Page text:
All posts filed under: vegetarian

Strapatsada (Eggs with tomatoes)

Whenever I spent the night at my grandparents’ home, breakfast was always an egg sandwich with a cold glass of milk. My Yiayia Saltas would toast two slices of bread, spread some ketchup on the toast, and then put a fried egg in the middle. As a final touch, she would cut the sandwich into four squares for my tiny hands to handle. It’s the best egg sandwich I’ve ever devoured. Now that I have graduated to cooking for myself, I like to make STRAPATSADA (also known as kagianas). Strapatsada sounds fancy but it’s a dish you may already have made. It’s merely scrambled eggs with diced tomatoes, olive oil, and any seasonings you prefer. Simple, yes, but my yiayia tells me this was one of my papou’s most beloved dishes. Maybe he loved strapatsada because the ingredients were low cost, or maybe because in the hands of my yiayia, anything turns into a five-star meal. Strapatsada tastes best with fresh tomatoes, though you can use canned tomatoes if need be. Serve it for breakfast …

Kolokithokeftedes (Zucchini Fritters)

Crispy on the outside, light and gooey on the inside–that’s what makes kolokithokeftedes (zucchini fritters) one of the finer ways to utilize zucchini. Although these fritters can be time consuming, it’s worth the wait as they are my favorite way to enjoy zucchini. They are made with a similar filling that goes into a kolokithopita, so if you plan on making both the pie and the fritters—plan ahead and make a big batch of the filling. When making the fritters, add flour or bread crumbs to hold the mixture together. Make a statement with your dining guests with these kolokithokeftedes. Save Print Kolokithokeftedes (Zucchini Fritters) Recipe type: Meze/Vegetarian   Aromatic zucchini fritters. Ingredients 2 medium zucchinis, grated (about 1 pound) 3 green onions, thinly sliced ¼ cup fresh dill, finely chopped ¼ cup fresh mint, finely chopped 1 teaspoon of chili flakes Salt and pepper, to taste 1 cup crumbled feta cheese ¼ cup grated Parmesan cheese 3 eggs ¾ cup all-purpose flour Olive oil, for frying Instructions Wash and grate the zucchini (skins on and …

Fried Zucchini Chips

One of the easiest ways to use up zucchini is to slice and fry, plus it’s a tasty way to get your servings of vegetables in for the day. Kolokithakia tiganita (fried zucchini) is a delicious appetizer that’s coated in a spiced beer batter and deep fried to a golden crisp. The trick to these is to make sure the zucchini is thinly sliced, dried well, and dipped lightly in the batter. The result is a crisp treat that is a guaranteed crowd pleaser. My little brother gave them high praise by saying they are “the bomb dot com.” Try them and see for yourself. And when you do, be warned that they will certainly disappear from the table in no time. Serve with skordalia (garlic sauce) or the light yogurt sauce I paired with this dish. Save Print Fried Zucchini Chips Recipe type: Meze/Vegetarian   Fried zucchini chips Ingredients 3 medium zucchini 1 ½ cups all-purpose flour Pinch of salt and pepper 1 teaspoon paprika 1 teaspoon baking powder 8 ounces of your beer of …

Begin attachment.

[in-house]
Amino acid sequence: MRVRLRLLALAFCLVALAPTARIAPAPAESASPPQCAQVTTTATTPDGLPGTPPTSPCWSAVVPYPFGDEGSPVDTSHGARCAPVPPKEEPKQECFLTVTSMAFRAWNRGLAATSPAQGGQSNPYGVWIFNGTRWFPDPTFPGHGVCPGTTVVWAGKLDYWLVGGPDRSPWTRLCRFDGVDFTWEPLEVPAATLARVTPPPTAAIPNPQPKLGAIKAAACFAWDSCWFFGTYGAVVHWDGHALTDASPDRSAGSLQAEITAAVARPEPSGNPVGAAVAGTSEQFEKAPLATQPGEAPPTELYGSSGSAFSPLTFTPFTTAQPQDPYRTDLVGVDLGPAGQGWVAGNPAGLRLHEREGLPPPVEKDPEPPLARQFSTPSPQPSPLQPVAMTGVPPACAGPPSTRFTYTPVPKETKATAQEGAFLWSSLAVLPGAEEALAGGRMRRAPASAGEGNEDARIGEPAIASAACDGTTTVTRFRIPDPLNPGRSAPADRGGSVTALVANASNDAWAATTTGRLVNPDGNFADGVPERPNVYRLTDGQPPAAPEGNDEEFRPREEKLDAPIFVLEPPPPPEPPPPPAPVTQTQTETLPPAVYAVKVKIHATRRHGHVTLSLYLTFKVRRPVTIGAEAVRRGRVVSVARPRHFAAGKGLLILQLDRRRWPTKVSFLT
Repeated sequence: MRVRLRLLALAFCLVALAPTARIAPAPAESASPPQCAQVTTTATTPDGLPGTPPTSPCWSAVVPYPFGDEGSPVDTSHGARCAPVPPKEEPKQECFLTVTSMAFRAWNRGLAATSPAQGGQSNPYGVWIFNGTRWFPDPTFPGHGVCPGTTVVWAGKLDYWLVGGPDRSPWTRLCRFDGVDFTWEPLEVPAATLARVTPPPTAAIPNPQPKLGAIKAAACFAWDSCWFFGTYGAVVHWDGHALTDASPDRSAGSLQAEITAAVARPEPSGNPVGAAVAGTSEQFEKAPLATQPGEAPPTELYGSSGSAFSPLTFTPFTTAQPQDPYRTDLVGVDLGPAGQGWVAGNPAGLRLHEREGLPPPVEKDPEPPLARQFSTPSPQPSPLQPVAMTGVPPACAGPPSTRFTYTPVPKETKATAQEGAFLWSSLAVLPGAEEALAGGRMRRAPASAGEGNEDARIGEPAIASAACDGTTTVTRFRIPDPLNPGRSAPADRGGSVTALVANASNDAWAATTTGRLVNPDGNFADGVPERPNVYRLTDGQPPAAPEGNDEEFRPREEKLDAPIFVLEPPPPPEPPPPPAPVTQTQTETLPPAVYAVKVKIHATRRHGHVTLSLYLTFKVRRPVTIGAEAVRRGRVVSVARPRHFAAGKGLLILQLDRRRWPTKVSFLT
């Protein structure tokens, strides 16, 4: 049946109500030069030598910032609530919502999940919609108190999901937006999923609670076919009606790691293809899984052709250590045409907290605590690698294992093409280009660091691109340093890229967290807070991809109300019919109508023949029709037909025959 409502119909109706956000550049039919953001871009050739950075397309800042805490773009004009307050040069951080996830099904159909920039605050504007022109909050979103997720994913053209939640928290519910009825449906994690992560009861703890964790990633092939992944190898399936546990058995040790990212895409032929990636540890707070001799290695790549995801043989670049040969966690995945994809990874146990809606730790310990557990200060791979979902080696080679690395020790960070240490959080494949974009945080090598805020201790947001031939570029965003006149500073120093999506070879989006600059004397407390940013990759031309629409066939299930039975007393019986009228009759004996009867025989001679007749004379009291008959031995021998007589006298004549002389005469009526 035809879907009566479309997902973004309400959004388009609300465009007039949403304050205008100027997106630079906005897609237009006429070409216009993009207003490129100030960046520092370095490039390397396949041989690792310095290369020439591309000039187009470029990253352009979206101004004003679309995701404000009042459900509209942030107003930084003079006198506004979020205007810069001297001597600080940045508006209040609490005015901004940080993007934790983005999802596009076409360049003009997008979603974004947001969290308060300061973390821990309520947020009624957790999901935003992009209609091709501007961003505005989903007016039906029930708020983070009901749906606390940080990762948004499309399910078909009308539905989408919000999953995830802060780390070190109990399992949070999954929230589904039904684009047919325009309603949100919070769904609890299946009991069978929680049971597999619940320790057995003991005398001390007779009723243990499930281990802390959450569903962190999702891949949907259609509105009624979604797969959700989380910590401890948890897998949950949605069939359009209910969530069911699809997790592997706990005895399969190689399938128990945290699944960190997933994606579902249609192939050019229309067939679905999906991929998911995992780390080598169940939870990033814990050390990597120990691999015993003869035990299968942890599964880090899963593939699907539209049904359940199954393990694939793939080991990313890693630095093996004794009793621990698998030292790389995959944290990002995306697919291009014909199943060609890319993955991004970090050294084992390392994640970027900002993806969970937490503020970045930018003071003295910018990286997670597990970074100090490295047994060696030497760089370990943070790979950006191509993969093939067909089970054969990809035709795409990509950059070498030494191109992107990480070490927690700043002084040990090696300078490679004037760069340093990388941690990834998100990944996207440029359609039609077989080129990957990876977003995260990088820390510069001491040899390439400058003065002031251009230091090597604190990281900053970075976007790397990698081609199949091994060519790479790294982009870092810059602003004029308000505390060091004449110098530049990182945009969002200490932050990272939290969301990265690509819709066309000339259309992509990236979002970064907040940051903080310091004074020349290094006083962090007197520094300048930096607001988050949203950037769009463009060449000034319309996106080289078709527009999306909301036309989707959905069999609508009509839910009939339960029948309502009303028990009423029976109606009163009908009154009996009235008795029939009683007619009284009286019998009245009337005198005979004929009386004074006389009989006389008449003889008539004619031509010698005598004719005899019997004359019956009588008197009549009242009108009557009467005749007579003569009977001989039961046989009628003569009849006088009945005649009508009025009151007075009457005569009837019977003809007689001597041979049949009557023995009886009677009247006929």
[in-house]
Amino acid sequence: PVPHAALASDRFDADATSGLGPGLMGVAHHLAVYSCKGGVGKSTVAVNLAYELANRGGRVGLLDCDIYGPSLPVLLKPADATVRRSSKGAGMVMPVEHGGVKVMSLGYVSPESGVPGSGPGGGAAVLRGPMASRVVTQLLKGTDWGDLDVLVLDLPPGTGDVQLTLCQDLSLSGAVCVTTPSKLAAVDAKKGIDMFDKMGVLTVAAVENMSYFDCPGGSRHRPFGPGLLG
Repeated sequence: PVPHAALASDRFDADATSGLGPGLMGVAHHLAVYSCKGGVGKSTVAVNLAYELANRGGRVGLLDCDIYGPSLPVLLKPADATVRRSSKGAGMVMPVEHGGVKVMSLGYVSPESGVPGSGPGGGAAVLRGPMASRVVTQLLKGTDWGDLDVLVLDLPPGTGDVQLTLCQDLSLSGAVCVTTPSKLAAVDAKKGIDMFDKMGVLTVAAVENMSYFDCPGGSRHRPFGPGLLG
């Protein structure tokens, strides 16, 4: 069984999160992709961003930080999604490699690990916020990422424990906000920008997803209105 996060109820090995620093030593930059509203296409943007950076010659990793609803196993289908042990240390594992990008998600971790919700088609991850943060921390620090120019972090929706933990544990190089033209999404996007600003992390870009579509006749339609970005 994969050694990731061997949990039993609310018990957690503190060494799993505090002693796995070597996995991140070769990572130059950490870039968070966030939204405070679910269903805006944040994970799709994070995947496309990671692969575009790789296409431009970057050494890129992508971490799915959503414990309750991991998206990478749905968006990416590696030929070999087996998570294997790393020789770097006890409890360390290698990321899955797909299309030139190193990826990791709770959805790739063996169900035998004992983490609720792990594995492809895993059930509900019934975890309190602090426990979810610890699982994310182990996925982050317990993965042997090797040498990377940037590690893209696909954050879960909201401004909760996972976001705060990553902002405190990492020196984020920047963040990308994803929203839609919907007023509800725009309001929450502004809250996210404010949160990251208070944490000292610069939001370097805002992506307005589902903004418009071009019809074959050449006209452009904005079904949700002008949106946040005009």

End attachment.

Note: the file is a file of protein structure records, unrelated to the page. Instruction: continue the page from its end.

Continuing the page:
Kolokithopita (Zucchini Pie)

KOLOKITHOPITA (ko-lo-kee-THO-pee-tah) is similar to the popular spanakopita (spinach pie) and basically just substitutes zucchini for spinach. My own recipe calls for the addition of more herbs and a sassy combination of cheese to make it stand out. Just combine zucchini, onions and three different herbs for this aromatic and savory pie. What a fantastic method of using in-season vegetables and herbs! Adding feta and Parmesan puts the icing on the cake—or should I say, the filling in the kolokithopita pie. Save Print Kolokithopita (Zucchini Pie) Recipe type: Main/Side/Vegetarian Serves: 9×13 pie   Greek zucchini pie Ingredients 4-5 medium zucchini, grated (about 2 pounds) 6 green onions, finely chopped ¼ cup fresh parsley, chopped ½ cup fresh dill, chopped 1 cup fresh mint, chopped 2 cups feta cheese, crumbled ½ cup grated Parmesan cheese 4 eggs, beaten Salt and pepper, to taste 1 package of phyllo dough (I use store bought) ½ cup olive oil, for oiling the pan and phyllo sheets Instructions Preheat oven to 350 degrees. Wash and grate the zucchini (skins on, stem discarded). …

Talking Greek Food and Festival on KUTV

I am excited to share I was asked to talk about the upcoming Salt Lake City Greek Festival on KUTV2 while cooking one of my favorite Greek dishes, Bouyiordi. I was interviewed by KUTV’s Fresh Living Hosts, and later cooked alongside Chef Bryan Woolley, an American celebrity chef. Find more of his wonderful recipes at: http://cookingwithchefbryan.com/ Find the video of us cooking here: https://kutv.com/features/food/recipes/cooking-with-chef-bryan-bouyiourdi-spiced-baked-feta For those in Utah, stop by the Greek Festival happening Sept. 7-9. Info here: http://saltlakegreekfestival.com/

Roka (Arugula Salad)